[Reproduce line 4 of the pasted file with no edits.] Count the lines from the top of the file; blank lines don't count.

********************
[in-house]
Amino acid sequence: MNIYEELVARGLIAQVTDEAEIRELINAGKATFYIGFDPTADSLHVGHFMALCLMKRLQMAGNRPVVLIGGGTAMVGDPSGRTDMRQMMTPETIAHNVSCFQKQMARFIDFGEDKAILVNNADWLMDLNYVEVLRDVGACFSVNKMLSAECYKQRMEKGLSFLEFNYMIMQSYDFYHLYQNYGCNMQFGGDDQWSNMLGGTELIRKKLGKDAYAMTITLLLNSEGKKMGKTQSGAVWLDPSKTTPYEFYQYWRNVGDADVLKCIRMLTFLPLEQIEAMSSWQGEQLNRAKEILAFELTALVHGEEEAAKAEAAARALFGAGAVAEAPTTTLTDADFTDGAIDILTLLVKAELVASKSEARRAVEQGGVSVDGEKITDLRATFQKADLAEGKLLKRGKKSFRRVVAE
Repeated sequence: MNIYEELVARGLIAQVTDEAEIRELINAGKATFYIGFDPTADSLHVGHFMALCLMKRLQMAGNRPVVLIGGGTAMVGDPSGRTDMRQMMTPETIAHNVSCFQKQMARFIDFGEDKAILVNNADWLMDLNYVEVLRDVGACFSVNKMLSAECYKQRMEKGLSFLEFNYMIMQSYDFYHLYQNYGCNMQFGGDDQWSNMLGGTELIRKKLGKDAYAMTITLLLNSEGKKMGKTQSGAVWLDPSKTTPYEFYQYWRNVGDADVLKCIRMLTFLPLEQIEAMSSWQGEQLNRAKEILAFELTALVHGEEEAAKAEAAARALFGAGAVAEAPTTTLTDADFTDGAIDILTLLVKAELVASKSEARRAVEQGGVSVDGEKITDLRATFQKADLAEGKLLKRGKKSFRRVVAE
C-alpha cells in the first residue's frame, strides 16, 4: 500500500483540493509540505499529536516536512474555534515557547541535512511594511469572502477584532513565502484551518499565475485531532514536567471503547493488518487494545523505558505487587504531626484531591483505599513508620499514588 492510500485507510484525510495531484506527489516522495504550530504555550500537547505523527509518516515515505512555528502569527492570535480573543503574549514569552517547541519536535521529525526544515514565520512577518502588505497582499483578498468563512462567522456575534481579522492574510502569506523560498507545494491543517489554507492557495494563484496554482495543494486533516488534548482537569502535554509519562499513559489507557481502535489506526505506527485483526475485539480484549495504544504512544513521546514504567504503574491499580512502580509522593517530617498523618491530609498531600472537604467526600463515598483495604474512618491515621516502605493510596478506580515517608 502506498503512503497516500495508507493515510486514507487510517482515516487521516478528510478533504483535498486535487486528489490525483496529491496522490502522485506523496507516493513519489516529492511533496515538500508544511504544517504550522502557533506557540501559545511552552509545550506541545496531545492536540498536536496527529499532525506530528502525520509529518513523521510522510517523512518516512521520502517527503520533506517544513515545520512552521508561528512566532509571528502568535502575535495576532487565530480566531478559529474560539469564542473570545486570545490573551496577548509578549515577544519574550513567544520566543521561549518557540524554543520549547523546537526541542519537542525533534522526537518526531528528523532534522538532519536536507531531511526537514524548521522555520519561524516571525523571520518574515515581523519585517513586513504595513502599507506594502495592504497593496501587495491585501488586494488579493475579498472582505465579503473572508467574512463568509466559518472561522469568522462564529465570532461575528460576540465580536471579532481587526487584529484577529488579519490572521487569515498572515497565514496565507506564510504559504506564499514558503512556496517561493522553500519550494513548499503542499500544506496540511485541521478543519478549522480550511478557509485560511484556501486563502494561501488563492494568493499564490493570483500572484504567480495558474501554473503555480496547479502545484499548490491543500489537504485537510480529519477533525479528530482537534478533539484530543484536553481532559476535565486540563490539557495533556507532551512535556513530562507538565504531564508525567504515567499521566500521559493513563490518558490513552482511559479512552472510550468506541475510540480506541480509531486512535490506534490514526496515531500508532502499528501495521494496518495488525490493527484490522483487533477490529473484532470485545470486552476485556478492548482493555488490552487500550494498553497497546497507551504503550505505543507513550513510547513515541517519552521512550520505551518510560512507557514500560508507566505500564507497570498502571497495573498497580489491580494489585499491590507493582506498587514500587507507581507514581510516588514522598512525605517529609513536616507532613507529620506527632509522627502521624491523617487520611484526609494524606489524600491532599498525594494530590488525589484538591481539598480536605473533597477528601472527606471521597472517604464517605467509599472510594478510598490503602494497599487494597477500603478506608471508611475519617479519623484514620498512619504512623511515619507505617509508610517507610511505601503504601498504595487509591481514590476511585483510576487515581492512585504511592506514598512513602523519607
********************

C-alpha cells in the first residue's frame, strides 16, 4: 500500500483540493509540505499529536516536512474555534515557547541535512511594511469572502477584532513565502484551518499565475485531532514536567471503547493488518487494545523505558505487587504531626484531591483505599513508620499514588 492510500485507510484525510495531484506527489516522495504550530504555550500537547505523527509518516515515505512555528502569527492570535480573543503574549514569552517547541519536535521529525526544515514565520512577518502588505497582499483578498468563512462567522456575534481579522492574510502569506523560498507545494491543517489554507492557495494563484496554482495543494486533516488534548482537569502535554509519562499513559489507557481502535489506526505506527485483526475485539480484549495504544504512544513521546514504567504503574491499580512502580509522593517530617498523618491530609498531600472537604467526600463515598483495604474512618491515621516502605493510596478506580515517608 502506498503512503497516500495508507493515510486514507487510517482515516487521516478528510478533504483535498486535487486528489490525483496529491496522490502522485506523496507516493513519489516529492511533496515538500508544511504544517504550522502557533506557540501559545511552552509545550506541545496531545492536540498536536496527529499532525506530528502525520509529518513523521510522510517523512518516512521520502517527503520533506517544513515545520512552521508561528512566532509571528502568535502575535495576532487565530480566531478559529474560539469564542473570545486570545490573551496577548509578549515577544519574550513567544520566543521561549518557540524554543520549547523546537526541542519537542525533534522526537518526531528528523532534522538532519536536507531531511526537514524548521522555520519561524516571525523571520518574515515581523519585517513586513504595513502599507506594502495592504497593496501587495491585501488586494488579493475579498472582505465579503473572508467574512463568509466559518472561522469568522462564529465570532461575528460576540465580536471579532481587526487584529484577529488579519490572521487569515498572515497565514496565507506564510504559504506564499514558503512556496517561493522553500519550494513548499503542499500544506496540511485541521478543519478549522480550511478557509485560511484556501486563502494561501488563492494568493499564490493570483500572484504567480495558474501554473503555480496547479502545484499548490491543500489537504485537510480529519477533525479528530482537534478533539484530543484536553481532559476535565486540563490539557495533556507532551512535556513530562507538565504531564508525567504515567499521566500521559493513563490518558490513552482511559479512552472510550468506541475510540480506541480509531486512535490506534490514526496515531500508532502499528501495521494496518495488525490493527484490522483487533477490529473484532470485545470486552476485556478492548482493555488490552487500550494498553497497546497507551504503550505505543507513550513510547513515541517519552521512550520505551518510560512507557514500560508507566505500564507497570498502571497495573498497580489491580494489585499491590507493582506498587514500587507507581507514581510516588514522598512525605517529609513536616507532613507529620506527632509522627502521624491523617487520611484526609494524606489524600491532599498525594494530590488525589484538591481539598480536605473533597477528601472527606471521597472517604464517605467509599472510594478510598490503602494497599487494597477500603478506608471508611475519617479519623484514620498512619504512623511515619507505617509508610517507610511505601503504601498504595487509591481514590476511585483510576487515581492512585504511592506514598512513602523519607